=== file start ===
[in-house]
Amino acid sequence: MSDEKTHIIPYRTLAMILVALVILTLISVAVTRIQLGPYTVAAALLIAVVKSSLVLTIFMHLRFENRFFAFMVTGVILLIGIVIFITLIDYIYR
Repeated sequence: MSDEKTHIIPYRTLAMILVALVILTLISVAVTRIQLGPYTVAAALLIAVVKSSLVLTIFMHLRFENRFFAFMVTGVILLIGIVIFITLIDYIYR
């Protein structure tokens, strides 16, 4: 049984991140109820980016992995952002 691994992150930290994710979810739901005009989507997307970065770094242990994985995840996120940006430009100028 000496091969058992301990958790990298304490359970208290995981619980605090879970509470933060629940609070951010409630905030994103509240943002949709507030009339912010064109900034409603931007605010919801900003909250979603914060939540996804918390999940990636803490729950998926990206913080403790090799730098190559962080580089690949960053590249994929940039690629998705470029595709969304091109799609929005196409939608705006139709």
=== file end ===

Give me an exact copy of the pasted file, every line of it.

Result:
[in-house]
Amino acid sequence: MSDEKTHIIPYRTLAMILVALVILTLISVAVTRIQLGPYTVAAALLIAVVKSSLVLTIFMHLRFENRFFAFMVTGVILLIGIVIFITLIDYIYR
Repeated sequence: MSDEKTHIIPYRTLAMILVALVILTLISVAVTRIQLGPYTVAAALLIAVVKSSLVLTIFMHLRFENRFFAFMVTGVILLIGIVIFITLIDYIYR
């Protein structure tokens, strides 16, 4: 049984991140109820980016992995952002 691994992150930290994710979810739901005009989507997307970065770094242990994985995840996120940006430009100028 000496091969058992301990958790990298304490359970208290995981619980605090879970509470933060629940609070951010409630905030994103509240943002949709507030009339912010064109900034409603931007605010919801900003909250979603914060939540996804918390999940990636803490729950998926990206913080403790090799730098190559962080580089690949960053590249994929940039690629998705470029595709969304091109799609929005196409939608705006139709």